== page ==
Outcome     Recommendation - upheld

The Complaint

Mrs A complained she had not received a bill from her retailer since becoming a customer five months earlier. She said she moved into her property in May 2011 and called the retailer to create an electricity account for the property. She said between May and September 2011 the retailer did not send her an electricity bill and she worried she would receive a large back bill. She said she called the retailer several times between May and September 2011 to ask for a bill.

The Outcome

The parties were unable to settle the complaint between them and asked the Commissioner to recommend a settlement.

After the EGCC contacted the retailer about Mrs A’s complaint, the retailer created an electricity account for her property. The first bill sent in sent September was a low estimate. The retailer then read the meter and in October sent a back bill for $1,697.72.

The Commissioner upheld the complaint and recommended the retailer reduce the back bill by 40% after the prompt payment discount and apply a $150 customer service payment to Mrs A’s account.

The investigation showed Mrs A’s property address was incorrectly recorded on the electricity registry. The electricity registry is a database of all Installation Control Points (ICPs) in New Zealand. ICPs are unique identifier numbers for a property. For a retailer to supply a property with electricity, it must request the correct ICP and address combination from the electricity registry.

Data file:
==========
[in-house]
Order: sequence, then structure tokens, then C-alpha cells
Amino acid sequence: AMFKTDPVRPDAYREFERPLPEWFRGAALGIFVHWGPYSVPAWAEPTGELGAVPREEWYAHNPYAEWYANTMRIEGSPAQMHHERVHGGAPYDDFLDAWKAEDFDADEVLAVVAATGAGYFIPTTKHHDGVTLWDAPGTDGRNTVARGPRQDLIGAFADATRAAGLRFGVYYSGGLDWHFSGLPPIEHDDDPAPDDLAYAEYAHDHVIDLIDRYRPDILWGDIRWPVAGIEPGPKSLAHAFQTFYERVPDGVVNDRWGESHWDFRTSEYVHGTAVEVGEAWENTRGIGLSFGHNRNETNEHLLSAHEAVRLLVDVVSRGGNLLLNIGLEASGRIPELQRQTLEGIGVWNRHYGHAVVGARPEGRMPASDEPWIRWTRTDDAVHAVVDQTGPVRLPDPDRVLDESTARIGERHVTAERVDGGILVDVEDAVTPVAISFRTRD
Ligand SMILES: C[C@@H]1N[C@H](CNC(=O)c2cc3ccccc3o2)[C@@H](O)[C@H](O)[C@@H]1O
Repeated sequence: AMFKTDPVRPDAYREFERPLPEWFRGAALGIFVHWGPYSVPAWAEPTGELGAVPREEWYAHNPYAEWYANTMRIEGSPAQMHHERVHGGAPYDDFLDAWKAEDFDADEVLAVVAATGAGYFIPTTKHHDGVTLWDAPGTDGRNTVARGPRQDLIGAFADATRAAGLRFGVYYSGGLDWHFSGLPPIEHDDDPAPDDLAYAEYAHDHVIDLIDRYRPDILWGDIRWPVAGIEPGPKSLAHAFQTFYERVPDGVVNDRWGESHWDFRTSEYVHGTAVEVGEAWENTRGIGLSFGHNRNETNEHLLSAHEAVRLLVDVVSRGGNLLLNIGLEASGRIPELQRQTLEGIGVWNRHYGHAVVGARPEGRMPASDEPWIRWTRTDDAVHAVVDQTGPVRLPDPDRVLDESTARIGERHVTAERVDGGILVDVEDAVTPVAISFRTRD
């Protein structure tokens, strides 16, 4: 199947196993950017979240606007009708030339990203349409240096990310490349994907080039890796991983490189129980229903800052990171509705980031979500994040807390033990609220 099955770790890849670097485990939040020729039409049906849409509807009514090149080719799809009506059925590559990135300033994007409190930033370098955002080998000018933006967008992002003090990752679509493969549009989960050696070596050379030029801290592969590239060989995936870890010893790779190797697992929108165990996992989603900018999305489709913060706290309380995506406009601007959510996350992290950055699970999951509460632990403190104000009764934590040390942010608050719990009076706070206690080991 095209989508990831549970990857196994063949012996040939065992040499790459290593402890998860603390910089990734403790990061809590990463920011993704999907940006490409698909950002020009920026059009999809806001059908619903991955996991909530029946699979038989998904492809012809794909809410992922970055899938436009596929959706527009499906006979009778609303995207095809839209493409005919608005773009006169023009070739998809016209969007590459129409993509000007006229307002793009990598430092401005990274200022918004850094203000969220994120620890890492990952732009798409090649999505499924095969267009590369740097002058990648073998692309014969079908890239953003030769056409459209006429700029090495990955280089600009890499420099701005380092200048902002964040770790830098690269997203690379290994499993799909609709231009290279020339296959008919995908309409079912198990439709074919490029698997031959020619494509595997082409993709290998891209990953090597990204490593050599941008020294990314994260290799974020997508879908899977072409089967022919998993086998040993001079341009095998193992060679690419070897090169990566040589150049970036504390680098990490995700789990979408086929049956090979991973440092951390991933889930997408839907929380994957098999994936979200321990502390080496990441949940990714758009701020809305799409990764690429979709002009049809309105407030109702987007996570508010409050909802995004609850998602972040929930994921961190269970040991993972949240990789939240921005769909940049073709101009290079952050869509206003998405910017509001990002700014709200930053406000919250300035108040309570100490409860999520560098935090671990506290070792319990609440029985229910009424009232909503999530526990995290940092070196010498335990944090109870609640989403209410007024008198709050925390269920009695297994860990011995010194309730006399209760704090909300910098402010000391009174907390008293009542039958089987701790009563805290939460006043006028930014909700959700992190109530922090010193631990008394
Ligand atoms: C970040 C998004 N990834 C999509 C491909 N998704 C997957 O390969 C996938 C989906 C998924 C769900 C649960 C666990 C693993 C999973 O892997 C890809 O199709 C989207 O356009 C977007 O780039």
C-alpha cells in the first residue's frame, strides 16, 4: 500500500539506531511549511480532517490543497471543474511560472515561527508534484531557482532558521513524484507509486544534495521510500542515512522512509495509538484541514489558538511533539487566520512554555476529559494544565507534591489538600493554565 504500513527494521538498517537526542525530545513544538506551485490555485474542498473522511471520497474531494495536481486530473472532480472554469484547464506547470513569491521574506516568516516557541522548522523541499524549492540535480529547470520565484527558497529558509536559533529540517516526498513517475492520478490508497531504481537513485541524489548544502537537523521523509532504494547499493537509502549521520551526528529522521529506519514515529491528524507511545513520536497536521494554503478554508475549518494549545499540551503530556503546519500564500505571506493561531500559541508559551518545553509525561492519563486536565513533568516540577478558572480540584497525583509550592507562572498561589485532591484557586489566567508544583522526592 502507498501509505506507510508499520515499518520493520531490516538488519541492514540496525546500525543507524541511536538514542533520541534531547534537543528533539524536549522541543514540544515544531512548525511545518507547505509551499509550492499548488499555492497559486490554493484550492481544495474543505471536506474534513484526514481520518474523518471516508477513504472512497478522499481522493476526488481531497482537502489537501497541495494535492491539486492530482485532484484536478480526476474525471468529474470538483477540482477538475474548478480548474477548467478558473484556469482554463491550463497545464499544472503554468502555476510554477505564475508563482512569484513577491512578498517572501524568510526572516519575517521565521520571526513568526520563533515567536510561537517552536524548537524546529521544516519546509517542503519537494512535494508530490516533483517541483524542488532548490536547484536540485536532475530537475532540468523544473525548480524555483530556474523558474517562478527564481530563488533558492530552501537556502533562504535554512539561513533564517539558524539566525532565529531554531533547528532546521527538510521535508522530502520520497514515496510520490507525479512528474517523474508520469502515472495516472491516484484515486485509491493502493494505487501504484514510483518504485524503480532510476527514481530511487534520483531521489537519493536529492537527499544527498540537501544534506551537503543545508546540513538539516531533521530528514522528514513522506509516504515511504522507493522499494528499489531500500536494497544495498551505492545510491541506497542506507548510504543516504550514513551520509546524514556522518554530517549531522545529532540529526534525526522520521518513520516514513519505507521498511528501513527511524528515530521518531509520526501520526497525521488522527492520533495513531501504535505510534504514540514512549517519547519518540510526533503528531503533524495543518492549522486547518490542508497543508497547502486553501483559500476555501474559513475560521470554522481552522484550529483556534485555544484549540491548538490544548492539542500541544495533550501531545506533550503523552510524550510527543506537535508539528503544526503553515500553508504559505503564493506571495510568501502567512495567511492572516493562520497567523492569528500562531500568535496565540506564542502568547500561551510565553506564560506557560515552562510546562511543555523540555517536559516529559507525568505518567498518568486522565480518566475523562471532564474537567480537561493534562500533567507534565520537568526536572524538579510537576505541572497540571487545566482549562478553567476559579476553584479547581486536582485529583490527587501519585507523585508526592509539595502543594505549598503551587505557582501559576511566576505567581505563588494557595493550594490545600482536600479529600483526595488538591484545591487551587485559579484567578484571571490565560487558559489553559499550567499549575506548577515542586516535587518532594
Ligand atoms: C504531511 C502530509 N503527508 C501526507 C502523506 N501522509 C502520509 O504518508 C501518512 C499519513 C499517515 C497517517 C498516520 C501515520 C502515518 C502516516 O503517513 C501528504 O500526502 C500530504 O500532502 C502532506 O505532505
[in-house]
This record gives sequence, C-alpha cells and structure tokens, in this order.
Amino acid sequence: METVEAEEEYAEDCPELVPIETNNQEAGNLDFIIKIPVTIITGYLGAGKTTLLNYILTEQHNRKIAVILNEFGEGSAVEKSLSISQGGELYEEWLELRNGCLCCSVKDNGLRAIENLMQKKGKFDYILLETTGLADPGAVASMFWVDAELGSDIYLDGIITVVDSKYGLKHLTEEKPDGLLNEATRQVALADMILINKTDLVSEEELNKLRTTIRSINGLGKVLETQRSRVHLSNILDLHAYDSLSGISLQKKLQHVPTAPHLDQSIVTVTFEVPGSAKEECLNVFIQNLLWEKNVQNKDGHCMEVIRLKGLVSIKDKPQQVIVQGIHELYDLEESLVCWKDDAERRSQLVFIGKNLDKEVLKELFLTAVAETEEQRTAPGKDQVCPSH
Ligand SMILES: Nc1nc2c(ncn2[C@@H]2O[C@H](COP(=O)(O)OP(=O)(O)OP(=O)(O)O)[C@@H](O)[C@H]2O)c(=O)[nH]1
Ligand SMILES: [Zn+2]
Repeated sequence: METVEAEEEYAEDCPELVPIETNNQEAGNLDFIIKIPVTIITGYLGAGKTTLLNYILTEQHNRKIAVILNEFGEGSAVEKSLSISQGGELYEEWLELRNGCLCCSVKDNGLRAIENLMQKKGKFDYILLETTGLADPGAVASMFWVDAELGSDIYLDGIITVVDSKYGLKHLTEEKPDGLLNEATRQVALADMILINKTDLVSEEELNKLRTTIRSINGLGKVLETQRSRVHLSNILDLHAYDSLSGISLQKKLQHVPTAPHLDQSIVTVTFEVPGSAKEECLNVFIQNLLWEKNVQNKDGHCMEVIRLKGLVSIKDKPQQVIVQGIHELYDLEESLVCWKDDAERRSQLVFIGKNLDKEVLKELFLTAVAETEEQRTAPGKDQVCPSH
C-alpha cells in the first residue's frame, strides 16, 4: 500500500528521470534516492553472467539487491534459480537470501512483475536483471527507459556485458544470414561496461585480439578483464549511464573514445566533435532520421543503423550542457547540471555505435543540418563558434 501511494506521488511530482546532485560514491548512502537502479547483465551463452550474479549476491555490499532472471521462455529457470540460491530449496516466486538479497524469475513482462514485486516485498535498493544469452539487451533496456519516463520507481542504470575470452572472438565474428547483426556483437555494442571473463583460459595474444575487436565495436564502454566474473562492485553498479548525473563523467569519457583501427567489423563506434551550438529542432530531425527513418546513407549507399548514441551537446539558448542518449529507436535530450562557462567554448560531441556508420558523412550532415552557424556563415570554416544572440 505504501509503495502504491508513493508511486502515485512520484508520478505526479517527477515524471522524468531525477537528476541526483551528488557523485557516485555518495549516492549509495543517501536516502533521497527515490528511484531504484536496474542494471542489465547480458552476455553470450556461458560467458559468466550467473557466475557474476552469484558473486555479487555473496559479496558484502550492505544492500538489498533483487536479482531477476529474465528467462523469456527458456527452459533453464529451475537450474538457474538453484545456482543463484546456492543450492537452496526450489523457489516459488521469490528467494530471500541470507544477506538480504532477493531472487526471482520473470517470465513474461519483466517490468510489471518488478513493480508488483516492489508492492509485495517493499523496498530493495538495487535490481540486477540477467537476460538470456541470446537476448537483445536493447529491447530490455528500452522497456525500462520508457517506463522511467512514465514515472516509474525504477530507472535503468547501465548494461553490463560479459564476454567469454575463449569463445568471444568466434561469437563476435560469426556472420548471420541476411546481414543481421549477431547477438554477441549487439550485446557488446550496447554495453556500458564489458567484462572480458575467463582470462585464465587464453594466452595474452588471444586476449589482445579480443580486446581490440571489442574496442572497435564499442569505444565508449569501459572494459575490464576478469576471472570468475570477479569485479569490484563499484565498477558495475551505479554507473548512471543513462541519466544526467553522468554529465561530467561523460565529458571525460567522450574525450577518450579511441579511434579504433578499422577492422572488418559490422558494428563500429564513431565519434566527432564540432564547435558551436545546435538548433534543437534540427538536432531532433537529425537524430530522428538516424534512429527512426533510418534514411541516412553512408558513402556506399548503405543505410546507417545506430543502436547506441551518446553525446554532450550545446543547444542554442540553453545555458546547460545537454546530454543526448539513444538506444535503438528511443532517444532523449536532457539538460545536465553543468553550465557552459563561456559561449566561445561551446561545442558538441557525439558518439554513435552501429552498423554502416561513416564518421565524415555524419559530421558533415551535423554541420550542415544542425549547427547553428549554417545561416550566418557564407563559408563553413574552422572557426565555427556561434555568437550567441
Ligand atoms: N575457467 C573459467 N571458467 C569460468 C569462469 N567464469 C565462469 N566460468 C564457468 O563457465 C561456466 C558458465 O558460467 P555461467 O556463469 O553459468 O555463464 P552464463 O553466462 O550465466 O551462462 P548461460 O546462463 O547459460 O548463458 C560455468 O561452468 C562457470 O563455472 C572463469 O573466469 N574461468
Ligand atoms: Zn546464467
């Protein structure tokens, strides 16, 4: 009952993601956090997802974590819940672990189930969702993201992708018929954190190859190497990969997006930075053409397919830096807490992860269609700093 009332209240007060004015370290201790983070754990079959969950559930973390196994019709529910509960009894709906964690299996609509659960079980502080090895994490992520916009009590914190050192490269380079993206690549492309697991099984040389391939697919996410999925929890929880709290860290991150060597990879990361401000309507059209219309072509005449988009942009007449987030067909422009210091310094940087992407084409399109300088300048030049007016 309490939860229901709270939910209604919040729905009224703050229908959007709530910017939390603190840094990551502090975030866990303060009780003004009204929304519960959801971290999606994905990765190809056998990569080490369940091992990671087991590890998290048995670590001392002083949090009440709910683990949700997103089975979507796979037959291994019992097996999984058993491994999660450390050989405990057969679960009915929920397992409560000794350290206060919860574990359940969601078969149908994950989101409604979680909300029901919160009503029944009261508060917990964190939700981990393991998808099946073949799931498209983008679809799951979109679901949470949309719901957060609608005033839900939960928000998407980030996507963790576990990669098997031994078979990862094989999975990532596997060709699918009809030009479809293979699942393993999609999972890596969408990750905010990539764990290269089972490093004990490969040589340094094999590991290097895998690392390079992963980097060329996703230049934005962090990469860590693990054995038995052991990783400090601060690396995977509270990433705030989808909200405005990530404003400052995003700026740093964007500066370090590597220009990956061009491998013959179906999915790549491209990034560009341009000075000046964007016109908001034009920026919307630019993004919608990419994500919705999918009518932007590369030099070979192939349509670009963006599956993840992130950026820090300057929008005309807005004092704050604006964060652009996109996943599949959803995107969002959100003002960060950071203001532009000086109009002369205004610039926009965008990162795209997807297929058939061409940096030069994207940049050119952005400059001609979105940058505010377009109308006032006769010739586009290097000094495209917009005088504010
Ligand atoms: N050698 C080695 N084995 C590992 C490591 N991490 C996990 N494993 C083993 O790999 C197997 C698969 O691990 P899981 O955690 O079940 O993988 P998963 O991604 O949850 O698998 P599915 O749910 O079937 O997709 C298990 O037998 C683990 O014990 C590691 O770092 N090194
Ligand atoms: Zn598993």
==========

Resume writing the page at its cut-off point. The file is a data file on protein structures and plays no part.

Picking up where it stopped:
Mrs A’s actual address was 976A X St, but the address recorded on the registry was 980 X St. The registry had the correct ICP but the incorrect address. Therefore the ICP and address combination the retailer had been requesting was incorrect, so the requests were declined.

The Commissioner found the retailer did not handle the establishment of Mrs A’s electricity account appropriately because it:

  • Failed to recognise the address of Mrs A’s property was incorrect on the registry
  • Failed to bill Mrs A for electricity use at the property for four months
  • Sent a bill based on a very low estimate, followed by a large back bill

The Commissioner found the retailer should have recognised the address was incorrect earlier because:

  • Mrs A called the retailer at least 10 times about her electricity account before the retailer created a bill
  • The retailer had five switch requests rejected before it requested the correct ICP and address combination
  • Another retailer asked Mrs A’s retailer twice to request the property with the correct ICP and address combination

Both parties accepted the Commissioner's recommendation.